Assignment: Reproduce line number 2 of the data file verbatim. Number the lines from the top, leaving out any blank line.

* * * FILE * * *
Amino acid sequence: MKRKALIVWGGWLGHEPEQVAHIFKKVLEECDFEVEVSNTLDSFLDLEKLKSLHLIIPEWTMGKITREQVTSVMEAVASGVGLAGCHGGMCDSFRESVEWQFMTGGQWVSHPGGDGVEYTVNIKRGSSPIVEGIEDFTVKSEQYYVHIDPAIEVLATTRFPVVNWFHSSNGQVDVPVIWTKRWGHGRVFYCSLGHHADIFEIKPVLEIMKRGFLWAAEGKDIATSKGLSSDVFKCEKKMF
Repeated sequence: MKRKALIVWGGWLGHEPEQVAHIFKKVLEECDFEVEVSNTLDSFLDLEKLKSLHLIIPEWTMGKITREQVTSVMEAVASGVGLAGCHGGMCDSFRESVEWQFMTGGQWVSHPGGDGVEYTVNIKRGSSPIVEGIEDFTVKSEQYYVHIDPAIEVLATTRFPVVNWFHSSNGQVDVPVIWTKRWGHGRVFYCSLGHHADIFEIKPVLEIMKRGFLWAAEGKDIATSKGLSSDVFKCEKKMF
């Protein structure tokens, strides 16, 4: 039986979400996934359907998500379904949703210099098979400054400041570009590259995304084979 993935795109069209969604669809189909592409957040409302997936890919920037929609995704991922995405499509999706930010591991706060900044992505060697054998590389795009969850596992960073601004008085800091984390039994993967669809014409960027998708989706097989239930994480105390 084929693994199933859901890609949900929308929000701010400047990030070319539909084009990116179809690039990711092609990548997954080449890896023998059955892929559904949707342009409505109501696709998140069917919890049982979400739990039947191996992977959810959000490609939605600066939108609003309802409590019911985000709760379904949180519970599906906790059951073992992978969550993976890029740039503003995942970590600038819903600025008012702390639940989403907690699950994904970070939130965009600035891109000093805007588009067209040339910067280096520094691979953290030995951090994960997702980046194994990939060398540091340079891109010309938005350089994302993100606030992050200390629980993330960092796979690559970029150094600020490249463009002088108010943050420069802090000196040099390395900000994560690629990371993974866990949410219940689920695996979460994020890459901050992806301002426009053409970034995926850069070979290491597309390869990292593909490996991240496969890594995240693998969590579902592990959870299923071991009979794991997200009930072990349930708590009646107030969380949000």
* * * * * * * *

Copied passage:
Repeated sequence: MKRKALIVWGGWLGHEPEQVAHIFKKVLEECDFEVEVSNTLDSFLDLEKLKSLHLIIPEWTMGKITREQVTSVMEAVASGVGLAGCHGGMCDSFRESVEWQFMTGGQWVSHPGGDGVEYTVNIKRGSSPIVEGIEDFTVKSEQYYVHIDPAIEVLATTRFPVVNWFHSSNGQVDVPVIWTKRWGHGRVFYCSLGHHADIFEIKPVLEIMKRGFLWAAEGKDIATSKGLSSDVFKCEKKMF